Kenya bought a huge consignment of arms last year from Serbia, a Russian ally that was once part of Soviet-bloc nation Yugoslavia, after a lull in purchases of heavy artillery in 2013, a new global report has revealed.
The military acquired heavy arms valued at Sh2.6 billion ($29 million) from Serbia as per the report published by the Stockholm International Peace Research Institute (Sipri).
The country also forked out $20 million (about Sh1.8 billion) to Russia for arms in the same year.
In 2013, the government spent a paltry Sh91.9 million ($1 million) on weaponry purchased from Germany, the data shows.
The weapons purchased last year included 18 self-propelled guns (B-52 NORA 155mm) and 15 armoured personnel carriers (APC).
“Some of these purchases (in East Africa) may be related to the conflict in Somalia, or to perceived threats resulting from participation in the AU (African Union) mission there,” said the Sipri military expenditure programme director Samuel Perlo-Freeman in a response to the Business Daily queries.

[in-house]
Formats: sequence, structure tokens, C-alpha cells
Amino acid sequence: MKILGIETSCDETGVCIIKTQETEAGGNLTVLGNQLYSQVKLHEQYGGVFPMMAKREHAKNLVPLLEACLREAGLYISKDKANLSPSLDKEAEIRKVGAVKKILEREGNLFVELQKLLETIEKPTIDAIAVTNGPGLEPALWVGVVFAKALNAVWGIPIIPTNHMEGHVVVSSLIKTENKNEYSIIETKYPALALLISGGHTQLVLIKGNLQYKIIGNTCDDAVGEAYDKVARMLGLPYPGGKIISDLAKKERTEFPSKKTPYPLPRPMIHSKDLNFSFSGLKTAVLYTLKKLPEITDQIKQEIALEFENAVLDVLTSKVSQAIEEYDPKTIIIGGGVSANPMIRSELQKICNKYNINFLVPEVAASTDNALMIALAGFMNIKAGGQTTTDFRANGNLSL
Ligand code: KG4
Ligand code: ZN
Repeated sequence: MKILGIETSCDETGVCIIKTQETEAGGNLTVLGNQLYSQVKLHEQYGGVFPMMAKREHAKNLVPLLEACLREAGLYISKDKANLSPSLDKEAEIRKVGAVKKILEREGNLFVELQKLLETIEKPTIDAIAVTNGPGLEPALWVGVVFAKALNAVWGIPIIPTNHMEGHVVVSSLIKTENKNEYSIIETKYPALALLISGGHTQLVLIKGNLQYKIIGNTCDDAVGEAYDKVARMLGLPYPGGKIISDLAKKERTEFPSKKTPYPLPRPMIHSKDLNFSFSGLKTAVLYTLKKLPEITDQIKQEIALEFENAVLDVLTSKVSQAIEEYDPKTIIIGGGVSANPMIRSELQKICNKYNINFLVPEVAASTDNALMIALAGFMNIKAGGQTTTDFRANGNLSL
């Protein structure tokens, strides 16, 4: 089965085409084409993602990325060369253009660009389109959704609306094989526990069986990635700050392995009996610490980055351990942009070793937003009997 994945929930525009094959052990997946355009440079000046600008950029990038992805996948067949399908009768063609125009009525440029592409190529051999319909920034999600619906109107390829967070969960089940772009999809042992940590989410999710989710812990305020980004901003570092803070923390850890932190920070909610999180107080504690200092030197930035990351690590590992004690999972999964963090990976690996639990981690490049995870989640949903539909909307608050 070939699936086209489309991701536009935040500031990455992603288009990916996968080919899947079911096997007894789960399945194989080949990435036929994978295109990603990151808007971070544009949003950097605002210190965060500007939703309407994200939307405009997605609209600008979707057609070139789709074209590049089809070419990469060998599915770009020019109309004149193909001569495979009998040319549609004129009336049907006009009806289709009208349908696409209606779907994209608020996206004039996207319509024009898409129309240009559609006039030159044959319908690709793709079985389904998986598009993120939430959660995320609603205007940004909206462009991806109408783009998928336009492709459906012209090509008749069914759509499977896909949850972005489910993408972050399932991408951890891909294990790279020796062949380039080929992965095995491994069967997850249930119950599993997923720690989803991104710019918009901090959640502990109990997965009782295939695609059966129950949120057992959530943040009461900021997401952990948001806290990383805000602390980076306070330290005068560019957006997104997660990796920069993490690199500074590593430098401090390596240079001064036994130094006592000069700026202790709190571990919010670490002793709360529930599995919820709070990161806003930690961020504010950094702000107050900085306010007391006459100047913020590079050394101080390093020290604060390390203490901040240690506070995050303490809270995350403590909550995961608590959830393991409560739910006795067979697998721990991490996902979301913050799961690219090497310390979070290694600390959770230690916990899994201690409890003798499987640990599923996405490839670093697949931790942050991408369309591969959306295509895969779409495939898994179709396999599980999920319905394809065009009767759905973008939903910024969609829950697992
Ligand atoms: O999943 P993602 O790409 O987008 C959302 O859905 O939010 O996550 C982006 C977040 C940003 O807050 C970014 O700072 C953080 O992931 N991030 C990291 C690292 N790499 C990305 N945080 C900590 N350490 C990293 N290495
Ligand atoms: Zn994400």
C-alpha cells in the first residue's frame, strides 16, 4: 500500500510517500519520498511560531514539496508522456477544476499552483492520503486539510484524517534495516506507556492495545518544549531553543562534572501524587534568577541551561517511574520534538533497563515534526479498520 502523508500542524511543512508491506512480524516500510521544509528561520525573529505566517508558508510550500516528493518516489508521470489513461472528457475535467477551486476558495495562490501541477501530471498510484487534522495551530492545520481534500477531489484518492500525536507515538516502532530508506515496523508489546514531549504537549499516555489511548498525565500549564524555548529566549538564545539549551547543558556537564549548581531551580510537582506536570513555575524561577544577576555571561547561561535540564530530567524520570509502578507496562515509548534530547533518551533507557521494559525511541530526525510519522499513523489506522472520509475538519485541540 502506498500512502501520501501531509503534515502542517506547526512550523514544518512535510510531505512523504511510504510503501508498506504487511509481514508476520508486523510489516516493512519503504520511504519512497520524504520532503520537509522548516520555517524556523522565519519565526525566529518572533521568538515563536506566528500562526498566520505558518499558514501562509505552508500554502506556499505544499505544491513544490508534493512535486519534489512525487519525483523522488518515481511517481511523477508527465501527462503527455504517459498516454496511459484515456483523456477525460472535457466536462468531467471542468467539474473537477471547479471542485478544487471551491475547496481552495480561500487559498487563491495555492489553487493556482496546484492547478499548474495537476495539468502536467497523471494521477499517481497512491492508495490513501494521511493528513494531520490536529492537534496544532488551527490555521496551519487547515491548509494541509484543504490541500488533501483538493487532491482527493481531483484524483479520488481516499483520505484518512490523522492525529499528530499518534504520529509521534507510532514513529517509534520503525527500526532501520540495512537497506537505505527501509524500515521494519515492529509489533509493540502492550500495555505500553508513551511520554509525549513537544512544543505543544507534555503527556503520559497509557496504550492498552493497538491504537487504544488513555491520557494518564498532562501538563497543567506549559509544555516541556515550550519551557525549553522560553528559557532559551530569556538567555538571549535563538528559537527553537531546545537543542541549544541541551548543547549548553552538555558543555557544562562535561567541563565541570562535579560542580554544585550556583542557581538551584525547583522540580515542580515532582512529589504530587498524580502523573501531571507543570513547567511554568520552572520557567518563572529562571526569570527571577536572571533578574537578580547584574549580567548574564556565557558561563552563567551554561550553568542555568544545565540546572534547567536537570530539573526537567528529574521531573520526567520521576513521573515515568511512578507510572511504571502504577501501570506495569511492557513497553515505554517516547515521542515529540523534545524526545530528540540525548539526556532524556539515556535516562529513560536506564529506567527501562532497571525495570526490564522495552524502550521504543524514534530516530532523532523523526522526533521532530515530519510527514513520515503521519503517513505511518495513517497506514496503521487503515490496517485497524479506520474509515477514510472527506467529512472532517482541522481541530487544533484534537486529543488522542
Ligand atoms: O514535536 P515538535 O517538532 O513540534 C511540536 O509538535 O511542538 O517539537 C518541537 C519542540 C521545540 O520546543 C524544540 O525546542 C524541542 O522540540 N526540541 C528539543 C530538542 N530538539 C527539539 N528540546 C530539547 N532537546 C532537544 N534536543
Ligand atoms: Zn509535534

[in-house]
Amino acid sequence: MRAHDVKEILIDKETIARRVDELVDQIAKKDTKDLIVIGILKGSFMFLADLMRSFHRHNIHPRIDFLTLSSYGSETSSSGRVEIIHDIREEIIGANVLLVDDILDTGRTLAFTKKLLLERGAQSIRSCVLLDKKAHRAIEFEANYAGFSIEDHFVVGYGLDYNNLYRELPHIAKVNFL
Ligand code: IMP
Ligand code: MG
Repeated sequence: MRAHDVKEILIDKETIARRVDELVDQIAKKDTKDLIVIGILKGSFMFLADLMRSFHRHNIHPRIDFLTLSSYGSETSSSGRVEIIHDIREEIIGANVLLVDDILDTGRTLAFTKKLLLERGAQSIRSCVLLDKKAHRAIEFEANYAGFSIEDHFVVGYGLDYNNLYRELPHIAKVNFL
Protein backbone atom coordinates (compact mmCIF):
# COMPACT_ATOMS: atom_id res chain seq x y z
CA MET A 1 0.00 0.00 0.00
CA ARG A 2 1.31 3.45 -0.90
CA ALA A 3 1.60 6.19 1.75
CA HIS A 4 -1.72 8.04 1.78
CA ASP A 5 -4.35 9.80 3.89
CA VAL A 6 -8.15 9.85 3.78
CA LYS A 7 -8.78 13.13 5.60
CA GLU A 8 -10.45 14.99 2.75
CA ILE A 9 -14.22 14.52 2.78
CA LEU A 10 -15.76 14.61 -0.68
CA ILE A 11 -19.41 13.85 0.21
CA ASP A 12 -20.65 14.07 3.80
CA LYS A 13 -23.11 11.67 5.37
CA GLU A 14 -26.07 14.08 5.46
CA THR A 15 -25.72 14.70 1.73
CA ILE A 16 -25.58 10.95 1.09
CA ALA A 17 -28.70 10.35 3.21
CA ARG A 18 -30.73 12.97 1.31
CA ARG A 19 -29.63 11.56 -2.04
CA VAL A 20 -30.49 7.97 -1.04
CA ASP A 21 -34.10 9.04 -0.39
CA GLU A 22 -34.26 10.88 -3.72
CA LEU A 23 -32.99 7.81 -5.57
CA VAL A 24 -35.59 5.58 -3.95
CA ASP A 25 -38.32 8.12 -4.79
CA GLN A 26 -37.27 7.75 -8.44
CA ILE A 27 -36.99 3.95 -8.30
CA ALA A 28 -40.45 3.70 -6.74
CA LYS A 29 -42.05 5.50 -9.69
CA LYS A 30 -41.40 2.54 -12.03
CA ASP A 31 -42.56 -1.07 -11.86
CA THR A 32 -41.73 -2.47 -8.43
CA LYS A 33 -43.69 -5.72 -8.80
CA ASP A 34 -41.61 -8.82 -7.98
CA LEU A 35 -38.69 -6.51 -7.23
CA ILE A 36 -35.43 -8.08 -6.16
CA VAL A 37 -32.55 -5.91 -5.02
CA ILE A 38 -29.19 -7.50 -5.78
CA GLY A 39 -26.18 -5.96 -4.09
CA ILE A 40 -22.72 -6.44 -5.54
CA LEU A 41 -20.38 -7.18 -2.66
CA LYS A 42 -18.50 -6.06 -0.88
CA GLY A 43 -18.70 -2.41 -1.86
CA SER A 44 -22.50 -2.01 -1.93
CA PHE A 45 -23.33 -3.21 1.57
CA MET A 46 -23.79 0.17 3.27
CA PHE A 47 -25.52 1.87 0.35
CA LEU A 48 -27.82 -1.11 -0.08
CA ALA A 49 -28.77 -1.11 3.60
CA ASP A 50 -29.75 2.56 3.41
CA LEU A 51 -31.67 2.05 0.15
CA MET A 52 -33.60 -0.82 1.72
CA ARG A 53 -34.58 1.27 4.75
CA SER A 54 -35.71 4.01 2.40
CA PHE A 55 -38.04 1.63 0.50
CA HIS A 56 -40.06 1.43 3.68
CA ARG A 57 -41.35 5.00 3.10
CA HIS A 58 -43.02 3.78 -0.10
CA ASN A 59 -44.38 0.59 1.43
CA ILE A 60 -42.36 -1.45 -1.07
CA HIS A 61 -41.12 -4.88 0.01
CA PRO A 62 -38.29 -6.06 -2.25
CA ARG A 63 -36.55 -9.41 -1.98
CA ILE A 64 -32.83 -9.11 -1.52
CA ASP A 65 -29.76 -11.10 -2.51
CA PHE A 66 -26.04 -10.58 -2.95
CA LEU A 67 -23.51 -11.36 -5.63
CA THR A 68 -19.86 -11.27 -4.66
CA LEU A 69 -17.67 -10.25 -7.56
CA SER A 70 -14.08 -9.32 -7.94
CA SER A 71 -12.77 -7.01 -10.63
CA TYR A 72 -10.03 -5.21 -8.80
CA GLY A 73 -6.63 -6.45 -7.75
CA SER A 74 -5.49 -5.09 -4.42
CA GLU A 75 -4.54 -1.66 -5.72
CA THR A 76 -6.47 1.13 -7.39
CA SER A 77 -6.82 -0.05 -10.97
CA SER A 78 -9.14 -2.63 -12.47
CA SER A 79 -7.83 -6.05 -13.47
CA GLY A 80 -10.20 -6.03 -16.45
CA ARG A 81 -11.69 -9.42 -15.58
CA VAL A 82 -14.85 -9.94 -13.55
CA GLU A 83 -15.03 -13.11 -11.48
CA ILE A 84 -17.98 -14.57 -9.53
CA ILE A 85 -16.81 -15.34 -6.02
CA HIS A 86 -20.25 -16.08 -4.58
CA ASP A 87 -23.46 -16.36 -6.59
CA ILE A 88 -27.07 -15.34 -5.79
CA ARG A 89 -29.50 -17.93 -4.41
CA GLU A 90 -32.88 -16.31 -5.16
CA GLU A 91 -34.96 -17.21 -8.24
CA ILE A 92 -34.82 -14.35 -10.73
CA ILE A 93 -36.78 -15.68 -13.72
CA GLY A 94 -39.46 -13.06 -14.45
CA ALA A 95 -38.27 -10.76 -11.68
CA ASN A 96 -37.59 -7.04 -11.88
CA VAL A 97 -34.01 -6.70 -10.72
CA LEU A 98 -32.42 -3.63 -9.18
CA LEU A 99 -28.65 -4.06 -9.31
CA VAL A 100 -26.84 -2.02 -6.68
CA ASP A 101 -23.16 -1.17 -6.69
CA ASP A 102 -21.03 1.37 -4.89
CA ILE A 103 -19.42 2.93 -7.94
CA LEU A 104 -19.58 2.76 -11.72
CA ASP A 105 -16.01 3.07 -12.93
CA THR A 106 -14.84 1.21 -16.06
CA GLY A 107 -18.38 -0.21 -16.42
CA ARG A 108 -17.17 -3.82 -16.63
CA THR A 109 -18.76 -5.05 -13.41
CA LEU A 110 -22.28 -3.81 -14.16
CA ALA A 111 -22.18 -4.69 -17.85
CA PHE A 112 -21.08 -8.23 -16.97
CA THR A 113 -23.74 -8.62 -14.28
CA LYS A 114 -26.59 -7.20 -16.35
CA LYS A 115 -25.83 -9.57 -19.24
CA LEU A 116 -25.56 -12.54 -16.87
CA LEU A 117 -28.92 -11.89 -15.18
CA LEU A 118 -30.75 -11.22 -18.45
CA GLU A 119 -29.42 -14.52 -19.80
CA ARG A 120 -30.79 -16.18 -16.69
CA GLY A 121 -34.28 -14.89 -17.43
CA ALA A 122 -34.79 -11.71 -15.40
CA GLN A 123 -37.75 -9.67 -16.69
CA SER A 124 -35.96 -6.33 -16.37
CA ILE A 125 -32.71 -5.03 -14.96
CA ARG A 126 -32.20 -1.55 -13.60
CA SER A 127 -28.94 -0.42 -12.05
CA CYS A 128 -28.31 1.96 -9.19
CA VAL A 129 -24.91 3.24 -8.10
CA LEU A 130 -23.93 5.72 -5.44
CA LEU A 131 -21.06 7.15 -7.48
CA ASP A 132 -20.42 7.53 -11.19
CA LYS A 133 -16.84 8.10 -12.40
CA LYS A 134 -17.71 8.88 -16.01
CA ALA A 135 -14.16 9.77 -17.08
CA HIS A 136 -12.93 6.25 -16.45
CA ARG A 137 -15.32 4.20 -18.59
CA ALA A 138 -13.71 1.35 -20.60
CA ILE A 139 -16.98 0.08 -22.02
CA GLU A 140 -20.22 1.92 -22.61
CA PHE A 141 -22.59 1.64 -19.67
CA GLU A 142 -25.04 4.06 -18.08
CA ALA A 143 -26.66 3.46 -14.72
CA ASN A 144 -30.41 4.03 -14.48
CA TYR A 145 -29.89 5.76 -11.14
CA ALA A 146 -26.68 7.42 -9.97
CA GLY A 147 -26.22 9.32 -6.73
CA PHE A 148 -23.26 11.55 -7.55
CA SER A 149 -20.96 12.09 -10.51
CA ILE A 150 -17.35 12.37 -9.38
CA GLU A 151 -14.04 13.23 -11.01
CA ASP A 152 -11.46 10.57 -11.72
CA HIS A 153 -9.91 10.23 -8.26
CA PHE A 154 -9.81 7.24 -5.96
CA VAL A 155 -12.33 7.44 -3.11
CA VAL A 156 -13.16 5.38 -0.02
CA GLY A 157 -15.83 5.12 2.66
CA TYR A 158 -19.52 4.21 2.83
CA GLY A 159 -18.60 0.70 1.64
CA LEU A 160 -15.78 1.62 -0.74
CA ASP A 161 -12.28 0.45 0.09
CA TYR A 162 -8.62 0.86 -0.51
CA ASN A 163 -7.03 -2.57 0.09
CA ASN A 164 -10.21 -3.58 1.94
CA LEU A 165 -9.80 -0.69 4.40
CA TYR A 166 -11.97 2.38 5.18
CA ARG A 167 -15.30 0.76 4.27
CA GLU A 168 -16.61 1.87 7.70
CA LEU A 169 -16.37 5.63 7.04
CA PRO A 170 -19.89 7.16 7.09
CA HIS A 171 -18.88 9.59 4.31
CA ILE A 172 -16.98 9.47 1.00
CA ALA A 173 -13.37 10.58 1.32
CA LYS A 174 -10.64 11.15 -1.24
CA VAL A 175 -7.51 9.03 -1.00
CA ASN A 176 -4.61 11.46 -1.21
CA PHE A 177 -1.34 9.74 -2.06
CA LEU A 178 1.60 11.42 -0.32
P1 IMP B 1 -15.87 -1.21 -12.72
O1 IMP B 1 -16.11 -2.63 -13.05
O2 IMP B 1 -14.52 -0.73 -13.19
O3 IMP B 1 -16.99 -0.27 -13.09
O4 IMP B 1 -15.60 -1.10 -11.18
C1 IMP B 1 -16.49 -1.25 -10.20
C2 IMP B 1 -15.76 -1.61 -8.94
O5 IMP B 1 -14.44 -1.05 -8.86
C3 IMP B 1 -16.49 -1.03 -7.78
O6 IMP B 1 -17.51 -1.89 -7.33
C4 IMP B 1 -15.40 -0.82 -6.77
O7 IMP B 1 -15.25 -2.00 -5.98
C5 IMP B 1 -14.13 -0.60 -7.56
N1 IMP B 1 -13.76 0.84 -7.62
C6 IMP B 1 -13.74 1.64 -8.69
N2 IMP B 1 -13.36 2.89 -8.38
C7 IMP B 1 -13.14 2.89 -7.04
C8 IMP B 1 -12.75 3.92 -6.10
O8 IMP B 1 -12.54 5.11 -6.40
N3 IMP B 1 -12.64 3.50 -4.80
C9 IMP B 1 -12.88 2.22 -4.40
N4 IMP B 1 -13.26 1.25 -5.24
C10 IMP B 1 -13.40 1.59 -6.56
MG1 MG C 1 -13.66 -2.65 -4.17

This is the first time Kenya has procured weapons from Serbia away from its long-time source markets of Spain, Germany, Jordan and Russia — which has emerged as the major supplier of arms for neighbouring East African nations.
Serbia is a close political, trade and military ally of the increasingly isolated Russia, whose alleged role in the unfolding Ukrainian crisis has seen it slapped with global sanctions including an arms export embargo.
In October last year, Russian President Vladmir Putin visited Belgrade in the heat of the Ukrainian crisis, where he received the country’s highest honour, “The award of the Order of The Republic of Serbia.”
The Kenyan government does not make public its military purchases, and only Parliament is mandated to scrutinise classified expenditure of the security organs.
The security organs have come under pressure to step up their military might to combat emerging threats particularly from Somali militants involved in terrorism, arms smuggling, human trafficking and drug trafficking.
Kenya, the report shows, acquired Sh19.8 billion worth of new stock of arms in five years between 2010 and last year, compared to Sh919.4 million expenditure between 2005 and 2009 — marking a huge jump in the period — which is the highest in the East Africa.